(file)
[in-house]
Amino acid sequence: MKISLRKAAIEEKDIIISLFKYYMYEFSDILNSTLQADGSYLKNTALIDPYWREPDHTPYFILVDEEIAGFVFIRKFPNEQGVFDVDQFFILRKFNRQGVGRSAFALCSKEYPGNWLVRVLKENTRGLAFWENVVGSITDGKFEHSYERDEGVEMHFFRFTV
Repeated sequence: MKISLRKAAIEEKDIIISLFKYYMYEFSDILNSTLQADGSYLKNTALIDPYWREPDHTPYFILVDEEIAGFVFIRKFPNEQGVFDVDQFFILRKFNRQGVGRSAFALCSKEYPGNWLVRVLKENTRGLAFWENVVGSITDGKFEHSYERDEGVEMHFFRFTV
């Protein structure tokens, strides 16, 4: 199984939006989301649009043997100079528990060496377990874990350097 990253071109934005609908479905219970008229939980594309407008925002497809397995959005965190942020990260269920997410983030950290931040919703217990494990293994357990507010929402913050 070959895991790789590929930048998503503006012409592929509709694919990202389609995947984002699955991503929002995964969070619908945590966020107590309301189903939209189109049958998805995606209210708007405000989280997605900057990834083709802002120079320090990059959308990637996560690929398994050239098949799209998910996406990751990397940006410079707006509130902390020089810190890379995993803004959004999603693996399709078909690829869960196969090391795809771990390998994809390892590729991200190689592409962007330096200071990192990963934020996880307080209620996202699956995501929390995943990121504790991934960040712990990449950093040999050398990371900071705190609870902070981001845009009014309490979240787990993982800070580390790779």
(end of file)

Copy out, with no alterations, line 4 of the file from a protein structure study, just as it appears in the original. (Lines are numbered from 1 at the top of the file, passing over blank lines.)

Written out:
């Protein structure tokens, strides 16, 4: 199984939006989301649009043997100079528990060496377990874990350097 990253071109934005609908479905219970008229939980594309407008925002497809397995959005965190942020990260269920997410983030950290931040919703217990494990293994357990507010929402913050 070959895991790789590929930048998503503006012409592929509709694919990202389609995947984002699955991503929002995964969070619908945590966020107590309301189903939209189109049958998805995606209210708007405000989280997605900057990834083709802002120079320090990059959308990637996560690929398994050239098949799209998910996406990751990397940006410079707006509130902390020089810190890379995993803004959004999603693996399709078909690829869960196969090391795809771990390998994809390892590729991200190689592409962007330096200071990192990963934020996880307080209620996202699956995501929390995943990121504790991934960040712990990449950093040999050398990371900071705190609870902070981001845009009014309490979240787990993982800070580390790779």